Ask a non-Catholic why he doesn’t believe in Confession, and the response you’ll most likely get is: “I confess my sins directly to God. The priest is just a human being. Who is he to hear my confession and forgive my sins?” 

Do you know that we priests are supposed to go to Confession ourselves? Canon Law (the law of the church) reminds us priests of the value and importance of going to Confession. When I first entered seminary, that was one of the things I wondered about: "What am I going to do when I’m a priest? Who’s going to hear my confession?" Well, the answer turned out to be quite simple, another priest. 

"I go directly to God himself." "I confess my sins directly to God." While these statements sound very pious and devout, what's underneath all of them is really an idea that goes directly against the heart of what it means to be Catholic.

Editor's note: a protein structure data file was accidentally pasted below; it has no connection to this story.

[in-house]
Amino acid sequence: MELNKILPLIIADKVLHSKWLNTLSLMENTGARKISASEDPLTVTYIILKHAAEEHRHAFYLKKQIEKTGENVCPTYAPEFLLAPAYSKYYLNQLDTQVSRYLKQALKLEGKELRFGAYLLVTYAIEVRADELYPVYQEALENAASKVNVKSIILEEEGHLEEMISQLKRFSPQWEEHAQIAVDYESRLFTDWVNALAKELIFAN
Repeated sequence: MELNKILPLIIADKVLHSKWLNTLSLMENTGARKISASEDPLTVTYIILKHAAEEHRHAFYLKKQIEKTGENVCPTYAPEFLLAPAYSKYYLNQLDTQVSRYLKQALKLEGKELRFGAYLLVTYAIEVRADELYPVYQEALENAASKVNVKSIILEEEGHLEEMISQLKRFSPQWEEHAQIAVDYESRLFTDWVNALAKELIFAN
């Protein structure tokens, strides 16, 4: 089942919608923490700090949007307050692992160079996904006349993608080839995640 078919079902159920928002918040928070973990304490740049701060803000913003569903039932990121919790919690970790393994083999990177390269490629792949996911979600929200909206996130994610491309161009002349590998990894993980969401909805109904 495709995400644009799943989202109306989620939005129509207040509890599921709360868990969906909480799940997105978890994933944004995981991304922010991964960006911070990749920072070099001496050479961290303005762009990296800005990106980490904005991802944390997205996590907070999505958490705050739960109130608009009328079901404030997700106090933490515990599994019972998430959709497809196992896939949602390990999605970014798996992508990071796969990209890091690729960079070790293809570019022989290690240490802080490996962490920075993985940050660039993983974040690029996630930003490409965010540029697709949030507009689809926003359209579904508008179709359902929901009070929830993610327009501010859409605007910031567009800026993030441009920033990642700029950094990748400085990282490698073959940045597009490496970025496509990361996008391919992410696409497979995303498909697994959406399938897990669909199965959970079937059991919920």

For what these statements are really saying is this: “I go directly to God himself, because I really have difficulty trusting anything and anyone on this earth, because everything and everyone on this earth is fallen, sinful, corrupt, depraved, and perverted. I trust no one. I believe no one; in fact at times, I can’t even trust and belief in myself”.

It is, perhaps, the ultimate non-Catholic statement.

In today’s gospel reading, there’s something peculiar to the Samaritan woman’s actions. She’s getting water from a well about a mile outside town—in the middle of the day, when it’s too hot in the area and you could get sunstroke. Why? She was avoiding people. She meets Jesus and immediately she’s defensive: “Why are you, a Jew, and a man, asking me, a Samaritan, and a woman, for a drink?"  

Jesus asks her to call her husband and she says: “I have no husband”. He tells her about worshiping God, and she responds by going around in circles. This was a woman who was paranoid, who trusted no one, not her neighbors, not Jesus, and not even herself. “I have no husband”, she says; we can almost hear the defiance, but also the pain and woundedness, in her voice.